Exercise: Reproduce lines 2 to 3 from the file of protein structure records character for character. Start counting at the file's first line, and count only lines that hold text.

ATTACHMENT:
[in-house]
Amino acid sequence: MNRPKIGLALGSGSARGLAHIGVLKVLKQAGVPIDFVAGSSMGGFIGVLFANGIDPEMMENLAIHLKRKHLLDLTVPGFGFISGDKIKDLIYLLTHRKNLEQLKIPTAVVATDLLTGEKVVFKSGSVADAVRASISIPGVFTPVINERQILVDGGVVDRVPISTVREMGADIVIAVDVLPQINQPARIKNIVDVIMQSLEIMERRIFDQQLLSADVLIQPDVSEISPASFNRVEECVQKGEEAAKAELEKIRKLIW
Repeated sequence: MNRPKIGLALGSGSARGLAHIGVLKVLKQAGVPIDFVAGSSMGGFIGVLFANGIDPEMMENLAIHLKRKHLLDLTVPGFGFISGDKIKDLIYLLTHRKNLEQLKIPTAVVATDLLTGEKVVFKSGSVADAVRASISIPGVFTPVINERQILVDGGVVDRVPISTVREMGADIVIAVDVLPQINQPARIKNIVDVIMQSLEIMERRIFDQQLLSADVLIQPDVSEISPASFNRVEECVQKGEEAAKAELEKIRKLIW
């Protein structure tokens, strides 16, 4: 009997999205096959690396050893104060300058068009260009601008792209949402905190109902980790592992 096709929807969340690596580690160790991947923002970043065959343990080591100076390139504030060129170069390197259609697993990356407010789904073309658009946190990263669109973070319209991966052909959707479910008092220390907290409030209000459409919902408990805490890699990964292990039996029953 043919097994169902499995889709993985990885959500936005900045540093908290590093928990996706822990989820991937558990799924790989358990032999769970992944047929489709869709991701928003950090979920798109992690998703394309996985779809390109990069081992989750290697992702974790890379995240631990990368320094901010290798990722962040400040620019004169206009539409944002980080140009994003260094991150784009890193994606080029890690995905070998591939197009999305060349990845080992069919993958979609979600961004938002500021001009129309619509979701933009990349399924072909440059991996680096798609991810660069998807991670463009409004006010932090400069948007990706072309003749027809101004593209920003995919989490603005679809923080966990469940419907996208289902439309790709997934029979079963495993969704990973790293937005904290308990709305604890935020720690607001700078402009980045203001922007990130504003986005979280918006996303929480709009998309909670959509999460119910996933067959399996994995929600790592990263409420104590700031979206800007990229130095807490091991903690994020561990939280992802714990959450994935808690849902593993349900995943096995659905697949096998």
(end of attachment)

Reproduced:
Amino acid sequence: MNRPKIGLALGSGSARGLAHIGVLKVLKQAGVPIDFVAGSSMGGFIGVLFANGIDPEMMENLAIHLKRKHLLDLTVPGFGFISGDKIKDLIYLLTHRKNLEQLKIPTAVVATDLLTGEKVVFKSGSVADAVRASISIPGVFTPVINERQILVDGGVVDRVPISTVREMGADIVIAVDVLPQINQPARIKNIVDVIMQSLEIMERRIFDQQLLSADVLIQPDVSEISPASFNRVEECVQKGEEAAKAELEKIRKLIW
Repeated sequence: MNRPKIGLALGSGSARGLAHIGVLKVLKQAGVPIDFVAGSSMGGFIGVLFANGIDPEMMENLAIHLKRKHLLDLTVPGFGFISGDKIKDLIYLLTHRKNLEQLKIPTAVVATDLLTGEKVVFKSGSVADAVRASISIPGVFTPVINERQILVDGGVVDRVPISTVREMGADIVIAVDVLPQINQPARIKNIVDVIMQSLEIMERRIFDQQLLSADVLIQPDVSEISPASFNRVEECVQKGEEAAKAELEKIRKLIW